“There’s going to be a lot of land fallow this year. we’re expecting at least 5-hundred thousand acres of farm land in California,” Mike Wade, Executive Director of the California Farm Water Coalition. said. “Consumers can expect to see shortages. Consumers can expect to see a shortage of crops in some vegetables and fruit crops that they would normally see in the grocery stores such as broccoli, lettuce, tomatoes, things like that.”  (ABC10 Sacramento)

“Historically, in 135 years of record-keeping, this has been the driest,” Patzert said. “Since July 1, we’ve had less than an inch of rain. In January, which is historically our wettest month, we’ve had zero rainfall. In my lifetime, I’ve never seen anything like this.”. . . VOA News)

What exactly are the crops they are talking about?  Let’s look at this list from La Vida Locavore showing crops and what % of the national total was grown in California in 2007  (this list was created from the 2007 Census of Agriculture)

Pomegranates: 100%          Artichokes: 99%              Kiwi: 97%                                     Olives: 96%
Figs: 96%                                  Pluots: 95%                        Plums & Prunes: 94%             Brussel Sprouts: 93%
Avocados: 90%                     Nectarines: 89%               Garlic: 85%                                  Celery: 83%
Grapes: 83%                           Dates: 82%                          Apricots: 82%                            Cauliflower: 82%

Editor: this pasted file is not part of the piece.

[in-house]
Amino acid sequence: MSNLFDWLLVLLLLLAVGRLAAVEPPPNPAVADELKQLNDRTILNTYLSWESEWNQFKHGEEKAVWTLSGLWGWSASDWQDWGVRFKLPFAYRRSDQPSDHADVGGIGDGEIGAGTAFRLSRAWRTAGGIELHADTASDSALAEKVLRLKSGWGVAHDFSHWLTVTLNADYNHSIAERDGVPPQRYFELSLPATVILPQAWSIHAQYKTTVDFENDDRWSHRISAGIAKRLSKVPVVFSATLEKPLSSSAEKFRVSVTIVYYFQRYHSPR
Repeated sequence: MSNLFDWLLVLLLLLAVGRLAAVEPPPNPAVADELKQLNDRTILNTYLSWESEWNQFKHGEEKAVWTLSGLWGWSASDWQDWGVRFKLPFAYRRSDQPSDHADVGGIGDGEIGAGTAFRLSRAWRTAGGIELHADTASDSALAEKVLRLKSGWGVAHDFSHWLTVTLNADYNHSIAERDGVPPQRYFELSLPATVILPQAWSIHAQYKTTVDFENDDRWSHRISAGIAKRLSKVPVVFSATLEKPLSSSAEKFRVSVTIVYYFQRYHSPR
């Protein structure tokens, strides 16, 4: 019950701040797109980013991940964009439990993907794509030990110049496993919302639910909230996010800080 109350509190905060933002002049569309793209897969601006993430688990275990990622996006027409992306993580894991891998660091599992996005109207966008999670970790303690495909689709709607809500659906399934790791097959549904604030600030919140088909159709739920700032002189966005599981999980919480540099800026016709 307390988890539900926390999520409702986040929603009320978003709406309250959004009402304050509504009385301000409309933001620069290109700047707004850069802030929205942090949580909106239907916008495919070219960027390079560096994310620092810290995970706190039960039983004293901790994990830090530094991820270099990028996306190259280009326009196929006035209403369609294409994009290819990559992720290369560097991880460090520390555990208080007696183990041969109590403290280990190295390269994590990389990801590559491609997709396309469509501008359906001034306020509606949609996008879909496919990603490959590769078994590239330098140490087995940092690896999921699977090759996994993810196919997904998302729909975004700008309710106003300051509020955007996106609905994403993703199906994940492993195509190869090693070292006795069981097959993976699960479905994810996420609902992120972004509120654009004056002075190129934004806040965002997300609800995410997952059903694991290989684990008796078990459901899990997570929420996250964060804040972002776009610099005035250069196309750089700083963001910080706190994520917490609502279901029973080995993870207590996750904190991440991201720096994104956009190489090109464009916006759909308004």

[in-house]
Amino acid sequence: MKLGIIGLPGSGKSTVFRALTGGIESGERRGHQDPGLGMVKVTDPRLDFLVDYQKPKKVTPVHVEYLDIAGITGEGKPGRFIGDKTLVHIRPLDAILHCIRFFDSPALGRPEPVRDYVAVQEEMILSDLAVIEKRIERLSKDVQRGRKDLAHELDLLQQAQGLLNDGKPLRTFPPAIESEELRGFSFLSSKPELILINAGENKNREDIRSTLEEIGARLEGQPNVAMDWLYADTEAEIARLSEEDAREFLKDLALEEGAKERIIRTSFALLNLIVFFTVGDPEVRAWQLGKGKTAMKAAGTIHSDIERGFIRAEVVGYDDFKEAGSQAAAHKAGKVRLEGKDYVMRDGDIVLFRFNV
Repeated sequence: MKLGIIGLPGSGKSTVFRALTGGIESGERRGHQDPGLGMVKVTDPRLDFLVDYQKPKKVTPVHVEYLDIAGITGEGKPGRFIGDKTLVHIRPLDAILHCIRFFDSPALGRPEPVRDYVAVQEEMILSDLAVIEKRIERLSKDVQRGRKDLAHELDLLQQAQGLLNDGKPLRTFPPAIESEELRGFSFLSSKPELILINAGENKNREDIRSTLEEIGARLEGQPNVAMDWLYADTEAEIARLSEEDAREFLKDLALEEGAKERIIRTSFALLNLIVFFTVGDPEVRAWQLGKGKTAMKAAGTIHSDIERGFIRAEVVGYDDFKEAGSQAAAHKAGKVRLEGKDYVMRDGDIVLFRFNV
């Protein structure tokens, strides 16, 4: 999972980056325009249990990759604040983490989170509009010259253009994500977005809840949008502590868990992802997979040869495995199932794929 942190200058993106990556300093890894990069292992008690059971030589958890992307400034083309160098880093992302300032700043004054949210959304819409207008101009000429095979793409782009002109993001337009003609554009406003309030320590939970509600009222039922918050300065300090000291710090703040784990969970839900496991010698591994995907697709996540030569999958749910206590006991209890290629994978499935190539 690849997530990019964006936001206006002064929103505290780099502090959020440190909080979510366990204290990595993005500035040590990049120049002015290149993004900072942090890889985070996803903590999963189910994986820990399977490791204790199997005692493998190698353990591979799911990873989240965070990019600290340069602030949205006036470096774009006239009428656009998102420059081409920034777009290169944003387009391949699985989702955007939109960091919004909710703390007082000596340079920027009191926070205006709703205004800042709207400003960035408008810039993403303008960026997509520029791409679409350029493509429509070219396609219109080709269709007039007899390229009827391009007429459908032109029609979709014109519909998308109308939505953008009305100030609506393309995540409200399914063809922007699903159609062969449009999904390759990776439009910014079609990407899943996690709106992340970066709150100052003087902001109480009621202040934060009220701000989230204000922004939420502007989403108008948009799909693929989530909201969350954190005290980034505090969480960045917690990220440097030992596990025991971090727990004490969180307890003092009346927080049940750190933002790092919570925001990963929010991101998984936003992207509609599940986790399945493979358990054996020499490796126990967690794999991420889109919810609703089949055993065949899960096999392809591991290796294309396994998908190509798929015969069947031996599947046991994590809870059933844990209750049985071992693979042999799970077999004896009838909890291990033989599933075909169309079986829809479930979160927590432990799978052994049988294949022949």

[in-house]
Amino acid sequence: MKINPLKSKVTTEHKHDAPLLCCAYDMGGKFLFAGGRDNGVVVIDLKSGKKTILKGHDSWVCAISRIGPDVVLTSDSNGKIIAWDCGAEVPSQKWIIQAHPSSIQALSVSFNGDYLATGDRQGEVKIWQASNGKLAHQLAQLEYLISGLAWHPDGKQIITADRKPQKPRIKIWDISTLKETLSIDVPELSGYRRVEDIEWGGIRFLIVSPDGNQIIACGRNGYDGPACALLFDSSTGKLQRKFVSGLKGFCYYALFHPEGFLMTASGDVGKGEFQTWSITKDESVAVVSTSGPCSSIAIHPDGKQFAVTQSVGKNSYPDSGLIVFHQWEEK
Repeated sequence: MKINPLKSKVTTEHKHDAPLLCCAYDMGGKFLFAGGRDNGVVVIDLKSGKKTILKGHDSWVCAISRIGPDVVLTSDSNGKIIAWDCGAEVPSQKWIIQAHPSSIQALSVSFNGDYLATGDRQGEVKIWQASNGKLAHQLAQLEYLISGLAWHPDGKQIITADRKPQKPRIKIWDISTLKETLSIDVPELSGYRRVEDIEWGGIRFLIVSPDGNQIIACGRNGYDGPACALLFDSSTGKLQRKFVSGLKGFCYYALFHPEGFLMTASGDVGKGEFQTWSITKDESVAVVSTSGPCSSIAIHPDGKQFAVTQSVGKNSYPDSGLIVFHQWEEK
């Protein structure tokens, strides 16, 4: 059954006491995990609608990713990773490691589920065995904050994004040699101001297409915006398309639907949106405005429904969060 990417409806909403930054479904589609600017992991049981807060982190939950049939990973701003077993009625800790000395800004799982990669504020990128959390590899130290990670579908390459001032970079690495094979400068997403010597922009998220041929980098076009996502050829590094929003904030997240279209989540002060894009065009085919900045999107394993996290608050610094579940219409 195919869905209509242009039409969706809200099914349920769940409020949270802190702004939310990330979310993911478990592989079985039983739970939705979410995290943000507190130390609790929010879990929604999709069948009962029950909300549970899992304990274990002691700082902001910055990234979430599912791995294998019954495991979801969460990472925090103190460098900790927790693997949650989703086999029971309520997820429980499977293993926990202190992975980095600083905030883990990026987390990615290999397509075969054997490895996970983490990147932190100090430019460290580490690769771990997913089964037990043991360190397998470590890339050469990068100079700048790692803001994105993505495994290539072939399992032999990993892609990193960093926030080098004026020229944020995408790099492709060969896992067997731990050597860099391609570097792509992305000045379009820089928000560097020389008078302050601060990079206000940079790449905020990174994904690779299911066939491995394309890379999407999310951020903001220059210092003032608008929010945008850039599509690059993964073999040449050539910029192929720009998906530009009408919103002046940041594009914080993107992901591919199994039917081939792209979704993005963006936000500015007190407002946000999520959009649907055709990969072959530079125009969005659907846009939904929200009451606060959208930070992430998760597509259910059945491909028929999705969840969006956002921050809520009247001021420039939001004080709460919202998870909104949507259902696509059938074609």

Broccoli: 81%                        Lemons: 79%                      Persimmons: 77%                    Honeydew: 77%
Tomatoes: 76%                    Lettuce: 73%                       Nuts: 65%                                   Carrots: 62%
Strawberries: 59%              Spinach: 59%                      Tangerines: 58%                      Chinese Cabbage: 49%
Asparagus: 47%                  Cantaloupes: 46%             Peaches: 44%                             Limes: 42%
Non-Valencia Oranges: 37%

So the part of the country that provides 73% of our lettuce, 62% of our carrots, 81% of our broccoli, 76% of our tomatoes and 83% of our celery is going to have serious problems growing anything this year. These are every day vegetables that we not only buy fresh at our local stores, but as frozen vegetables, canned vegetables and as ingredients of many other products (think canned soup, frozen dinners, salsa. . . )